I loko nō o ka hoʻomākaukau kino ʻana no huakaʻi holo puni honua ma luna o nā waʻa kaulua kaulana o Hawaiʻi nei, ua like a ʻoi aku paha ke koʻikoʻi o ka hoʻomākaukau ʻana i ka noʻonoʻo a keu aku, ka ʻuhane… ma o ke mele. Aside from physical training, the Worldwide Voyage requires spiritual and mental stability, which is being practiced through mele.
“Ma o ka hoʻopuka ʻana i nā mele, nā pule, kēlā ʻano, pēlā nō e kāhea aku ai i nā kūpuna, nā ʻaumākua, nā akua kekahi, no ka mea, maopopo iā kākou, mau nō lākou a na lākou nō e alakaʻi. Chants and songs allow us to call out to our ancestors for guidance,” said May Kawailanaokeawaiki Saffery, a member of the Worldwide Voyageʻs cultural protocol committee.
He kuanaʻike kēia i ulu i waena o nā ʻaukai ʻimiloa mai ka wā i holo mua ai ʻo Hōkūleʻa i Kahiki. This understanding has grown within each crewmember since Hōkūleʻa’s first journey to Tahiti.
“In the very beginning when Hōkūleʻa was first launched and when we were learning to sail, we were busy learning how to sail, so we used to delegate protocol to some respected kupuna or elder who knew how to do that,” said pwo navigator Kālepa Baybayan.
I kēia manawa, he kuleana kēia no ka ʻohana waʻa holoʻokoʻa, keu hoʻi nā ʻōpio. Protocol is now a responsibility for all, especially those who are younger.
“Ua aʻo mākou ʻekolu, ʻo Keoni Kuoha, Kaleo Wong, a ʻo wau i ʻēhā mau mea. Kekahi pule hoʻomaikaʻi, Keoni, Kaleo and I have helped to teach four compositions. A prayer, a greeting chant, the original Ka Naʻi Aupuni, and Keoni’s very own, ʻKākī o Nā Hōkū.ʻ” said Maya.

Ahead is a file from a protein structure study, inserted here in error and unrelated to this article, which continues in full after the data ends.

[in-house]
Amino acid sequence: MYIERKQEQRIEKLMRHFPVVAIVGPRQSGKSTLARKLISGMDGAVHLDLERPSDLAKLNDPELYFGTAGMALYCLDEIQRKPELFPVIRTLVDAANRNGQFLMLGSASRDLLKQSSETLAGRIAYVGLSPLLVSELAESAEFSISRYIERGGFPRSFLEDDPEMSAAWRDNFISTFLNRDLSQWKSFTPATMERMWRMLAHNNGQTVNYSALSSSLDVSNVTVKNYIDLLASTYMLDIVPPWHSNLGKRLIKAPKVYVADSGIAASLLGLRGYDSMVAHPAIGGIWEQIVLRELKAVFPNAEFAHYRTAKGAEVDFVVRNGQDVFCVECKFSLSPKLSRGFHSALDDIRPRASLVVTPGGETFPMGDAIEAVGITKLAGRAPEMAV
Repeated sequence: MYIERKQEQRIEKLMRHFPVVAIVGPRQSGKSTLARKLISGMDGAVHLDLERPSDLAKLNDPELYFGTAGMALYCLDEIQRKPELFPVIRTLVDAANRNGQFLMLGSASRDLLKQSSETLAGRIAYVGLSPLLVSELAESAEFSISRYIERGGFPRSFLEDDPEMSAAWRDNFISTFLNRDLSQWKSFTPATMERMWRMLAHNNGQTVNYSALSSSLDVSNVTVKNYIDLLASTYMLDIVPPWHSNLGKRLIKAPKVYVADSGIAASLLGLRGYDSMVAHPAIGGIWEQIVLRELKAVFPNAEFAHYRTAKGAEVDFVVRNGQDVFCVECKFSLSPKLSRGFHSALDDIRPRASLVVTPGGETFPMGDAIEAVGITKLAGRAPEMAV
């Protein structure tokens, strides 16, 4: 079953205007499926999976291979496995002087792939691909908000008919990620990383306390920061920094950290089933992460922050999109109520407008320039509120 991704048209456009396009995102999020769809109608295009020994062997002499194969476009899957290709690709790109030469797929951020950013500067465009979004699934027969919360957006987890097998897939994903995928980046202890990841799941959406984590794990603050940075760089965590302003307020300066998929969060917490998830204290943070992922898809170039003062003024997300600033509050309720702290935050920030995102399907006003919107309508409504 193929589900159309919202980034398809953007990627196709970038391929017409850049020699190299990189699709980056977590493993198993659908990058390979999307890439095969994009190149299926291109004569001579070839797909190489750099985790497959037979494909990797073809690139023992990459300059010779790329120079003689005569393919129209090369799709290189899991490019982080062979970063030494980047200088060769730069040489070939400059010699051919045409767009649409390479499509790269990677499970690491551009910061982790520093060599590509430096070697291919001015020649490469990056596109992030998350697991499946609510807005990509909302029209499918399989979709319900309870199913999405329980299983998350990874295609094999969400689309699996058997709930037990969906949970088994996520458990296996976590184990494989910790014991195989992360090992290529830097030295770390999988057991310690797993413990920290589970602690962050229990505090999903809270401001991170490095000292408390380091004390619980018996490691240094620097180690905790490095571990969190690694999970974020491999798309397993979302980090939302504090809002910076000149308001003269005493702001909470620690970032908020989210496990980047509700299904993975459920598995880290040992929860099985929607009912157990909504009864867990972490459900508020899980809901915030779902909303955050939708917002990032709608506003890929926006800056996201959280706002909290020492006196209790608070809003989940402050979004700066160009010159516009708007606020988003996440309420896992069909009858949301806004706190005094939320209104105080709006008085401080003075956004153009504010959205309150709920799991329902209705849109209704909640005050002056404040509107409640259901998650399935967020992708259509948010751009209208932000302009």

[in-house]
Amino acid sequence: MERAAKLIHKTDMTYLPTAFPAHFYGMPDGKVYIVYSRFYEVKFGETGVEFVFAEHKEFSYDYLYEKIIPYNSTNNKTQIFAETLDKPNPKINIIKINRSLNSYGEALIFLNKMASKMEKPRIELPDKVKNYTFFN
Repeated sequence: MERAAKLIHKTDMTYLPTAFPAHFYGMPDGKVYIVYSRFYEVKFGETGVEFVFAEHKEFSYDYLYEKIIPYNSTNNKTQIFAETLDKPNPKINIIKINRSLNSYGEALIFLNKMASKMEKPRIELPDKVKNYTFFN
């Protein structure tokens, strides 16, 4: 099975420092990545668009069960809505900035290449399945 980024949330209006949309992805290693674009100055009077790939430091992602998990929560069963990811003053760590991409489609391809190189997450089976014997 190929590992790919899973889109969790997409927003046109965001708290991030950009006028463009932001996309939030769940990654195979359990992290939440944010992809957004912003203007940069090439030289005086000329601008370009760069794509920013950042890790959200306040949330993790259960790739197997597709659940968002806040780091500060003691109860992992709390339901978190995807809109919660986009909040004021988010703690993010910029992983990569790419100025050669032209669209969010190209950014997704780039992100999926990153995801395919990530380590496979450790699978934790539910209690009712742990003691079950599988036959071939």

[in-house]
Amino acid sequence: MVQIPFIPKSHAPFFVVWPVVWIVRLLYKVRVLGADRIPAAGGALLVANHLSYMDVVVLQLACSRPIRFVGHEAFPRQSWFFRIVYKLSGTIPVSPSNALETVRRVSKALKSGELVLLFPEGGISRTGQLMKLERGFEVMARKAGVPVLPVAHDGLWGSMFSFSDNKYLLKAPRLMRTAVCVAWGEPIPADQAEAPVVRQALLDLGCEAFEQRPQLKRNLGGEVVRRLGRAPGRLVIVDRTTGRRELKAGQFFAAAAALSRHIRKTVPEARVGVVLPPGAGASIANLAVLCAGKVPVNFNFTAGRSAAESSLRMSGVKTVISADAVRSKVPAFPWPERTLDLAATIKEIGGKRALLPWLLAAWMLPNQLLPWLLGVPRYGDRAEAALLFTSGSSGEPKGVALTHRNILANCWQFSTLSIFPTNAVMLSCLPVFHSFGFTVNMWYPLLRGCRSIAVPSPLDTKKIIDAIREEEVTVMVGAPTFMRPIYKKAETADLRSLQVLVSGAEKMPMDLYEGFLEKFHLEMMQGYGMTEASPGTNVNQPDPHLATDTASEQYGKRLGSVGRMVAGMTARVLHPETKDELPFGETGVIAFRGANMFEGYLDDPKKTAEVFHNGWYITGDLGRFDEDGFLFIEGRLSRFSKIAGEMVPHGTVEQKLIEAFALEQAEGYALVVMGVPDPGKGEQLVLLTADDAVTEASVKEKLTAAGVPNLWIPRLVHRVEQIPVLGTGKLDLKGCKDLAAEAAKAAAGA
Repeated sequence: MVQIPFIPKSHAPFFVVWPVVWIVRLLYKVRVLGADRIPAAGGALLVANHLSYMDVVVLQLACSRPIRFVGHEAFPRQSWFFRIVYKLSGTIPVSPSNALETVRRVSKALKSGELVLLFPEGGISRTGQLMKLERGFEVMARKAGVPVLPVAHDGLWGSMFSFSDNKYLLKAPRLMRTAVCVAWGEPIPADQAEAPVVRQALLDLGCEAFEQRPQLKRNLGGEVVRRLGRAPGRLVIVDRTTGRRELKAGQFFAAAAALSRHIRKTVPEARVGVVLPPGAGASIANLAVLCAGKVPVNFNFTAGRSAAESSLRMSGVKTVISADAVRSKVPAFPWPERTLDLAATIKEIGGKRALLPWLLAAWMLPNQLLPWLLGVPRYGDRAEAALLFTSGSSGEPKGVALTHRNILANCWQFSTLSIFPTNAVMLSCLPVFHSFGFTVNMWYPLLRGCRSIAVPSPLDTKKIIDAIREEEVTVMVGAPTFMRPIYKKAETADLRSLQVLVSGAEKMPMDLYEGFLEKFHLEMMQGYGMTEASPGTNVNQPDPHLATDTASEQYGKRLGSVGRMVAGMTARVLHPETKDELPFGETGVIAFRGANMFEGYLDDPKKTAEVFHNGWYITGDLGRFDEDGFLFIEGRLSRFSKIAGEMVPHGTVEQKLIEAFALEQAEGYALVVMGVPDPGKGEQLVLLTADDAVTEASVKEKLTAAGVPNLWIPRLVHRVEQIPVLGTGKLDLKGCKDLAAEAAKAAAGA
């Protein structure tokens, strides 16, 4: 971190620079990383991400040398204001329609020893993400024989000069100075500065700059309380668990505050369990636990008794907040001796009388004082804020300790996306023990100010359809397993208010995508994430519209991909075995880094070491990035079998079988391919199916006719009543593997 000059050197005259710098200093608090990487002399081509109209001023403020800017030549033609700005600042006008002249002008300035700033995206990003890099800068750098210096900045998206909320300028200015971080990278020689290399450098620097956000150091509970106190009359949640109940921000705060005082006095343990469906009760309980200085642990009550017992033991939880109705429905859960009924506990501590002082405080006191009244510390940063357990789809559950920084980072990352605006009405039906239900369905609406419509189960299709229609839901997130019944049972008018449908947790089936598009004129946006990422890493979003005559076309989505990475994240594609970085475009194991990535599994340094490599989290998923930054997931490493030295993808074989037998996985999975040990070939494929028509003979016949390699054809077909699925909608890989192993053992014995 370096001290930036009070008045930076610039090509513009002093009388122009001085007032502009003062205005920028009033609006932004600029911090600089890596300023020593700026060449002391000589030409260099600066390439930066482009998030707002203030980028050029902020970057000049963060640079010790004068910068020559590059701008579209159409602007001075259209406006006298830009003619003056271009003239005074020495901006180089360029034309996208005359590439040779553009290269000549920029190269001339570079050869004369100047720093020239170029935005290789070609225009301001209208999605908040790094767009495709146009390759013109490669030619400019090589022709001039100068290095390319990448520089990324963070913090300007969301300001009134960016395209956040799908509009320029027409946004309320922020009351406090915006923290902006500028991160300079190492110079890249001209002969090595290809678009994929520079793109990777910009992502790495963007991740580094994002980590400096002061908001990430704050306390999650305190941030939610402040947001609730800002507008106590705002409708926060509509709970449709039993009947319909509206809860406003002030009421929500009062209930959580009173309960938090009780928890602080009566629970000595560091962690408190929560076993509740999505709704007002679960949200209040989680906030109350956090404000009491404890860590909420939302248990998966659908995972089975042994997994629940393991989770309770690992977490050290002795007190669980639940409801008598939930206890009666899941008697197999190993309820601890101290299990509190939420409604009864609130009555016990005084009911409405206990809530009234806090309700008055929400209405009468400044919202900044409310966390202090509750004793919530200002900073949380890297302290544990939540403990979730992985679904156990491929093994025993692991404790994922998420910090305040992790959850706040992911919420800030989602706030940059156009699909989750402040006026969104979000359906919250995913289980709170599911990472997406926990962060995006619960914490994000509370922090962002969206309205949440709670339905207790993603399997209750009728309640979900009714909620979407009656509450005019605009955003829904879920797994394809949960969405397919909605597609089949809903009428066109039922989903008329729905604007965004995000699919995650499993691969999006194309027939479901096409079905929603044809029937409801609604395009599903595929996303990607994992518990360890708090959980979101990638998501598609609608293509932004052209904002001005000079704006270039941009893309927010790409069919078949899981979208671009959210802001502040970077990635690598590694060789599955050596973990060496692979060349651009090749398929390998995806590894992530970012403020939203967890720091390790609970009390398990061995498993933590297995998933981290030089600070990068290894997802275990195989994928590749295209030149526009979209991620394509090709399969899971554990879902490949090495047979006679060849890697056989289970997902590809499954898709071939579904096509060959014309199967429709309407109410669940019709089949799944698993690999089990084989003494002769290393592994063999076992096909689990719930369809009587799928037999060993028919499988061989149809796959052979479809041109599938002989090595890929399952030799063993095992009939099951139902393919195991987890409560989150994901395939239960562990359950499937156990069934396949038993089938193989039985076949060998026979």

“Ma kēlā mele e wehewehe i ke ʻano o ka holo ʻana, no ka nākiʻi ʻana, i nā hōkū, ka hoʻomākaukau i ka waʻa no ka holo ʻana ma ka moana. A aia nō a mākaukau kēia mau mea, a holo nō ka waʻa. This mele describes everything about sailing. From the tying of knots to the stars and preparation. Only until these things are mastered, are you ready to sail,” said Hikianalia watch captain Kaleo Wong.
Akā e like hoʻi me kā kākou no ka hoʻomākaukau pono ʻana no kēia huakaʻi holo puni honua, aia ka waiwai o ua mau pono lako kino i ko ka ʻaukai ʻimiloa mākaukau poʻo. A e like me ka ʻōlelo o ko kākou poʻe kūpuna, “Aʻohe pau ka ʻike i ka hālau hoʻokahi.” However, these physical components work in alignment with our knowledge. And as our ancestors once said, we have many sources from which to grow such knowledge.
“He kā, he iwi, he makau, he lupe, ua lako ka ipu a ka hoʻokele. Ke loaʻa kēia mau mea, lako ka ipu a ka hoʻokele. Ke noʻonoʻo kākou, kēia ipu, ʻaʻole ia he ipu e paʻa ma ka lima, kēia mau mea e komo ai ma loko o ka ipu, ʻaʻole ia he mea e paʻa ma ka lima a hoʻokomo i kēlā ipu, ʻo ka ipu, ʻo ia ka waihona noʻonoʻo me ka naʻau o ke kanaka, ʻo ka hoʻokele nō hoʻi. A canoe bailer, a line, a hook, and a sail are all the things a navigator needs. Dig deeper and you will see that all of these things are the knowledge that the navigator must have in his ipu, or his memory bank in order to sail,” said Kaimana Bacarse, a crew member with Nā Kālai Waʻa.
“Maopopo nō iā mākou, he mau loina ko kēlā me kēia kanaka, a makemake e mahalo i kēia mau mea, so mākou ʻekolu, hōʻike, aʻo i kēia mau mea ʻēhā me ka manaʻo, he kahua wale nō ia. Ma luna aʻe e kūkulu ʻia ai i nā loina, i nā kuʻuna, ʻē aʻe, mai nā ʻohana waʻa like ʻole. No ka mea, he ʻohana nui- he hoʻokahi ʻohana kākou, so makemake e mahalo i nā mea a lākou e lawe mai ai, e aʻo mai ai. We understand that each waʻa community has their own custom practices, so what we teach is just a foundation for everyone to build from. Our combined practices create this one big family that we are all a part of, and I appreciate that,” said Maya.
Ke noʻonoʻo kākou, ʻo ke oli a me ke mele, pēlā e paʻa ai nā moʻolelo o kākou i kēia wā ʻoiai, a pēlā i paʻa ai nā moʻolelo o nā poʻe o ka wā kahiko. These mele are what will keep our stories alive for many generations, as those of our ancestors have,” said Kaimana.